Showing 741 - 750 of 751 annotations tagged with the keyword "Grief"

Annotated by:
Duffin, Jacalyn

Primary Category: Performing Arts / Film, TV, Video

Genre: Film

Summary:

Virginia (Olivia de Havilland) marries Robert (Mark Stevens), but she soon becomes profoundly disturbed and her caring husband sends her to a psychiatric hospital. Using Freudian techniques combined with physical modalities of electroshock and isolation, her psychiatrist (Leo Genn) leads her to overcome her amnesia and to understand that her illness is the result of unresolved yet misplaced feelings of guilt over a boyfriend and her father. Just before Virginia is happily restored to Robert, the asylum patients are gathered together at a hospital party where they sing of their yearning for home.

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Coats

Kenyon, Jane

Last Updated: Aug-13-1996
Annotated by:
Coulehan, Jack

Primary Category: Literature / Poetry

Genre: Poem

Summary:

This short (10 line) poem presents a simple scene. A man leaves the hospital, carrying a woman's coat. "Clearly she would not need it." The weather is mild for December, but the man has zipped his coat, "preparing / for irremediable cold."

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Love for the Bottle

Jones, Richard

Last Updated: Aug-13-1996
Annotated by:
Stanford, Ann Folwell

Primary Category: Literature / Poetry

Genre: Poem

Summary:

The speaker of this poem has only ten days ago quit drinking and grieves the loss of alcohol from his life in terms similar to grieving a lost love.

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For My Sister

Jones, Richard

Last Updated: Jul-10-1996
Annotated by:
Stanford, Ann Folwell

Primary Category: Literature / Poetry

Genre: Poem

Summary:

A woman plants a plastic Christmas tree and wrapped gifts at the grave of her young son, speaking to him, but knowing the son can't hear her. What she hears are "the whispered words / and the gentle sobbing / that was becoming / a kind of music inside her."

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The Pull

Olds, Sharon

Last Updated: Jun-06-1996
Annotated by:
Donley, Carol

Primary Category: Literature / Poetry

Genre: Poem

Summary:

The narrator of this poem seems to be starving herself to death to be with her father who has died recently. She talks of " . . . flirting with my father, / his cadaver the only body this thin / I have seen--I am walking around like his corpse . . . . " Her eating disorder may be a form of grieving. She has lost her will to live.

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The Grave of Keats

Mitchell, S. (Silas) Weir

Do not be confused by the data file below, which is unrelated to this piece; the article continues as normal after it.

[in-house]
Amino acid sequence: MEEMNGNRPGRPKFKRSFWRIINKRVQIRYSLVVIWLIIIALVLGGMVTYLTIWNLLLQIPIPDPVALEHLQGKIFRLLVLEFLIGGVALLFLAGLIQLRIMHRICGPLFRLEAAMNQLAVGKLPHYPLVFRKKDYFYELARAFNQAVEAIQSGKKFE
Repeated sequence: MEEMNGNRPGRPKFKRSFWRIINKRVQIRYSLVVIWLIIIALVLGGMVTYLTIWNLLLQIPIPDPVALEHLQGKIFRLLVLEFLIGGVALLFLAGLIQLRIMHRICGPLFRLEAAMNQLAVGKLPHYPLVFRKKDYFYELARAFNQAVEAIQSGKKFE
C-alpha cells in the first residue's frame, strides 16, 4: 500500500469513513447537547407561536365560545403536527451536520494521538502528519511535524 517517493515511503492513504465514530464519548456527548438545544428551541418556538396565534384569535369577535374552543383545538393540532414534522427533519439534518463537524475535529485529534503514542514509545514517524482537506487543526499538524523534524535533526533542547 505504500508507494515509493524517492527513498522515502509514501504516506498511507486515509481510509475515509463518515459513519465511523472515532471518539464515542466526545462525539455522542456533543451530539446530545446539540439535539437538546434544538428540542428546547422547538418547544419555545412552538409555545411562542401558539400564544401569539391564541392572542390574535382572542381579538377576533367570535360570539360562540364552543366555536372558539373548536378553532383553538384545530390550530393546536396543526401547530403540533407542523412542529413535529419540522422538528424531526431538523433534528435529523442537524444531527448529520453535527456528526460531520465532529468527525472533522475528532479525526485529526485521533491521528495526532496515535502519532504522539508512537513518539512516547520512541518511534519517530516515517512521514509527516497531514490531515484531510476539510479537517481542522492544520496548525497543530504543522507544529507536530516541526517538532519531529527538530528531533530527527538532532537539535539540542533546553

Last Updated: May-01-1996
Annotated by:
Coulehan, Jack

Primary Category: Literature / Poetry

Genre: Poem

Summary:

The poet stands in the Protestant Cemetery at Rome, beside the grave of John Keats, on which the epitaph is written: "Here lies one whose name was writ in water." The poet addresses the cemetery ("Fair little city of the pilgrim dead"), commenting on the beauty of the place and of its music: "Sing in the pure security of bliss." Yet, even this serene place cannot comfort the poet, who has inherited "the anguish of the doubt / Writ on this gravestone."

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Aghwee the Sky Monster

Oe, Kenzaburo

Last Updated: Mar-18-1996
Annotated by:
Taylor, Nancy

Primary Category: Literature / Fiction

Genre: Short Story

Summary:

A college student takes a job as companion to a young composer who is considered crazy. The composer believes the ghost (Aghwee the Sky Monster) of his son visits him because his soul cannot rest; it cannot because the father allowed the child to die by agreeing to have it fed only sugar water. The composer dies when he thinks he's saving his son from being struck by a truck. The narrator, ten years later, recounts the composer's story because he connects it in his mind with an important event in his own life.

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Viewing the Body

Snodgrass, W.

Last Updated: Jul-11-1994
Annotated by:
Coulehan, Jack

Primary Category: Literature / Poetry

Genre: Poem

Summary:

A big, splashy wake. The corpse is decked out in lipstick and fancy dress. In life, however, she "Was scarcely looked at, much less / Wanted or talked about . . . . " She lived her life unwanted and in isolation, but in death she achieves "a place of honor," in which everyone looks at her, at least until the casket closes and "the obscene red folds / of satin" embrace her.

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My life closed twice

Dickinson, Emily

Last Updated: Dec-03-1993
Annotated by:
Chen, Irene

Primary Category: Literature / Poetry

Genre: Poem

Summary:

The poet tells of having suffered two great losses--losses so monumental that they are comparable to death. She wonders if another such devastating event awaits her in the future.

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Annotated by:
Aull, Felice
Chen, Irene

Primary Category: Literature / Poetry

Genre: Poem

Summary:

The narrator describes the stages undergone by a person who has experienced great pain and suffering: numbness, loss of the sense of time, the great weight of depression, and finally a poetic comparison to the experience of freezing to death: "First--Chill--then Stupor--then the letting go--."

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